Saturday, August 28, 2004

Garden State v. Rilke, the battle royale

A quote from a friend's profile:

"If your daily life seems poor, do not blame it; blame yourself that you are not enough of a poet to call forth its riches; for the Creator, there is no poverty and no poor, indifferent place."
-Rainer Maria Rilke

As a suburban kid who thinks intellectual thoughts and tries to write fiction once in a while, Rilke's words struck me. I've written stories about death sending announcements in the mail beforehand, jaws falling from peoples' faces, debates about whether it would be cooler to be Santa Claus or a hitman. When I saw the movie Garden State, about the Jersey suburbs, it reminded me of the impulses I had in my fiction to write about quirky, fantastic, surreal events. Undoubtedly, moments in the movie were powerfully poetic, but the story itself, the characters that populate it, were craaazy.

So, did Zach Braff take a shortcut to poetry by leaving reality behind? Braff could not call for the riches of suburban life without presenting a suburban experience that few would recognize. Granted, I know next to nothing about Rilke. I think he was French, or something. He may or may not have been a romantic. But I like his sentiment, and I recognize how difficult a task it can be. Anyway. An ideal to struggle towards?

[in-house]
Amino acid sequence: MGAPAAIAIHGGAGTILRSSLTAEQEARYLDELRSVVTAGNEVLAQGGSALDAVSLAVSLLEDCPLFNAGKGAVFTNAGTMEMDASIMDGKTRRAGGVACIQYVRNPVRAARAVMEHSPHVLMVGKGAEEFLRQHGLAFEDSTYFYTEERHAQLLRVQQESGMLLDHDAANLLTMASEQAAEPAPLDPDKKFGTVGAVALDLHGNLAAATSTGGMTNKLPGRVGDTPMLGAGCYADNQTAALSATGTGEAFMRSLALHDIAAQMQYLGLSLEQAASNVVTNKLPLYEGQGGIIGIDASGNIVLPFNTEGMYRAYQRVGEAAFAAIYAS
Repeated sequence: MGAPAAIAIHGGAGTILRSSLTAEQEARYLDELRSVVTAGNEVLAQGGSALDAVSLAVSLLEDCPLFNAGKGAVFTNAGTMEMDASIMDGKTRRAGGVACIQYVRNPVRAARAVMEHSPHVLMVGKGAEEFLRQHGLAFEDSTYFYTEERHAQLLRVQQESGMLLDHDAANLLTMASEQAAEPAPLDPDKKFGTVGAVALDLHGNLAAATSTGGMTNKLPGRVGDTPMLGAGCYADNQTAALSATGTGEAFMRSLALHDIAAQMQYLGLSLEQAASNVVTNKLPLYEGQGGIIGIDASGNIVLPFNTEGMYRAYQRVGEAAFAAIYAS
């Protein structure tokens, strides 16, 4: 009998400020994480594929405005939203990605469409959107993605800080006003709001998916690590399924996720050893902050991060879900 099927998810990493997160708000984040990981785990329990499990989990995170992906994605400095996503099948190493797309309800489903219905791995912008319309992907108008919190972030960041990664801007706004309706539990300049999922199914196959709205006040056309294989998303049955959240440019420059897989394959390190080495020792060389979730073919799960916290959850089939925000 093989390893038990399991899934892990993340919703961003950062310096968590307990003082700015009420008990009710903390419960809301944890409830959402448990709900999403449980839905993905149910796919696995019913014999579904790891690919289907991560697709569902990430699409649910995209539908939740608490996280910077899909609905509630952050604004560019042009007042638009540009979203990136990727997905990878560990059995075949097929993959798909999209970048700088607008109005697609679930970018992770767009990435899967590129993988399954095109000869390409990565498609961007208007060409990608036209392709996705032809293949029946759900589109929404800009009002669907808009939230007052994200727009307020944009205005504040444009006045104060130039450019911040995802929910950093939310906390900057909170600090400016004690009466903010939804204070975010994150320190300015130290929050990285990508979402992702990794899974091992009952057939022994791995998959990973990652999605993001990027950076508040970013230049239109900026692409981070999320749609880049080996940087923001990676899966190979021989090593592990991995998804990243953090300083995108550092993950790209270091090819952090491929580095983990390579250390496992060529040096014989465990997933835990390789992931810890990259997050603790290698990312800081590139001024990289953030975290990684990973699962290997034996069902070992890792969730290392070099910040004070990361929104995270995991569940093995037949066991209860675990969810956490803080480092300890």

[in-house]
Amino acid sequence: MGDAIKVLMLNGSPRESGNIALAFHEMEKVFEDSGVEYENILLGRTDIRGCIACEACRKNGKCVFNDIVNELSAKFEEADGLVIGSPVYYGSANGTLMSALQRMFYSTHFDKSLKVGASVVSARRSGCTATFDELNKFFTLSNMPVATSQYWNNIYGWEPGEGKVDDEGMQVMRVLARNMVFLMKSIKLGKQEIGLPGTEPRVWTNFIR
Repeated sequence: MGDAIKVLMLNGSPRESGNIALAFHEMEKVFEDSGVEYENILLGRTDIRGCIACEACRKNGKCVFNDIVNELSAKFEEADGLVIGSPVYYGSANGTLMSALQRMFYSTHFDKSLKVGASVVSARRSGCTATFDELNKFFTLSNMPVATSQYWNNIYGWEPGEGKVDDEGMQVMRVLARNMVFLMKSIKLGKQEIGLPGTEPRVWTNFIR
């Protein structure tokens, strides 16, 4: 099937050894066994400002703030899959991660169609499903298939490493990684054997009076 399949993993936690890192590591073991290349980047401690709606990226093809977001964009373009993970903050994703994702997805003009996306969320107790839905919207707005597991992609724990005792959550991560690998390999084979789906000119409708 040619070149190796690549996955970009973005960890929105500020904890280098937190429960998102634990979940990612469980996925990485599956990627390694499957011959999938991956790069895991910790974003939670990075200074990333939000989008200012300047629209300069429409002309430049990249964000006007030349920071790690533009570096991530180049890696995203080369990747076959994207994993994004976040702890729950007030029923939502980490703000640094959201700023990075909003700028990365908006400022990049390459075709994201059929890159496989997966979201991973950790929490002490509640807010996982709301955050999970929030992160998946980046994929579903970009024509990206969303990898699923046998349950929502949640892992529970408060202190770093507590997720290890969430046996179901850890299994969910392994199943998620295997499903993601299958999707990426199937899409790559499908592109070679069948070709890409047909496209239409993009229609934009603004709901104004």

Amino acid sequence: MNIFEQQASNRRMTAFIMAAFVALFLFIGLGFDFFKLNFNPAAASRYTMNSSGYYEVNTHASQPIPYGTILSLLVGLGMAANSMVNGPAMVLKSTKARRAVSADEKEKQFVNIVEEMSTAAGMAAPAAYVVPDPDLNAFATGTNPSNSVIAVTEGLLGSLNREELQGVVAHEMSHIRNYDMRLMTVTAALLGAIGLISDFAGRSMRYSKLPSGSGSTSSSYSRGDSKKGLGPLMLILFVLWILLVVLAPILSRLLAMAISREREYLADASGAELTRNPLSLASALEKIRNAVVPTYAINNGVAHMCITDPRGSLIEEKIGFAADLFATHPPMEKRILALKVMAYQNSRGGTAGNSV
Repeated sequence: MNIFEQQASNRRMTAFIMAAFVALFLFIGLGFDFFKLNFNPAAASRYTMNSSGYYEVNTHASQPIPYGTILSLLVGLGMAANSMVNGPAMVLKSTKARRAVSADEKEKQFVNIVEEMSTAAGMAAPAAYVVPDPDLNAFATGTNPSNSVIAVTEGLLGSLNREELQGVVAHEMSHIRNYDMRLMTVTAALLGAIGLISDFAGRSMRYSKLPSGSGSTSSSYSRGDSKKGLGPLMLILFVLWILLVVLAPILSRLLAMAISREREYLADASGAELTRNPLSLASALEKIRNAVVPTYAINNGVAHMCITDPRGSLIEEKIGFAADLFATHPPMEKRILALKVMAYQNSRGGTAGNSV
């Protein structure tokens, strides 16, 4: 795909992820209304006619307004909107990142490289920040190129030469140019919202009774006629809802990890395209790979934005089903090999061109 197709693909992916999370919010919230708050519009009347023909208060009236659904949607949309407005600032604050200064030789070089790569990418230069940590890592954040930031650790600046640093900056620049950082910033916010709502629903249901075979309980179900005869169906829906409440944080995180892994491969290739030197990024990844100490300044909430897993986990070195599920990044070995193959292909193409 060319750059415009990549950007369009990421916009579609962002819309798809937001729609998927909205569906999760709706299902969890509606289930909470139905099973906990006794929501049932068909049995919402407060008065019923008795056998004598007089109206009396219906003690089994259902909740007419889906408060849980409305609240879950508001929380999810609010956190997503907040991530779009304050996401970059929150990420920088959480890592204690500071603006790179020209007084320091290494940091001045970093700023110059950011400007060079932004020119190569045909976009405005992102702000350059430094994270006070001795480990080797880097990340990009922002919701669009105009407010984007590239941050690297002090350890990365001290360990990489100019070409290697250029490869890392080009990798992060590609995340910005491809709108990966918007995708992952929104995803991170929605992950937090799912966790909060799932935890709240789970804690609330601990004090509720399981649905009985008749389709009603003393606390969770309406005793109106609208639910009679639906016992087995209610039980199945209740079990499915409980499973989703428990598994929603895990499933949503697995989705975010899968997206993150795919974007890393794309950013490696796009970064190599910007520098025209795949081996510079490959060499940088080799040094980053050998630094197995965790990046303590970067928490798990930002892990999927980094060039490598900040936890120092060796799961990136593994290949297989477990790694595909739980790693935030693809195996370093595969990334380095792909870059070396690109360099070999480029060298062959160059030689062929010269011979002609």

Friday, August 27, 2004

My very first post

From my mother's home office, upstate New York, when I should be packing to go back to school, here is my very first post. The end of my blog virginity (I think I've gotten to the second base of commenting a few times).

Quick question I've been playing with, just to make this first post worth reading. Is the human mind capable of the changes in scale that technology poses? How do beings trained to live in three dimensional, concrete space, make sense of the webscape, as it renders location less and less meaningful? I'm not convinced we can. All of this inspired by the question of genetic material and bio-prospecting. It seems like local governments should have a right to a portion of the revenue from products earned that are based on genes found locally. But what is the ethical argument that supports that? Especially when, in the case of bacterial bio-prospecting, the environment is not harmed? Trying to find an analogy to this situation is difficult. I see the scale shrinking to the unbelievably small on one instance, and also growing ever larger (out further and further into space), while the inner space becomes ever more complex, with connections growing every which way.

All needs to be fleshed out more, thought on, sat on. Maybe some day when I have the time I'll give it a shot.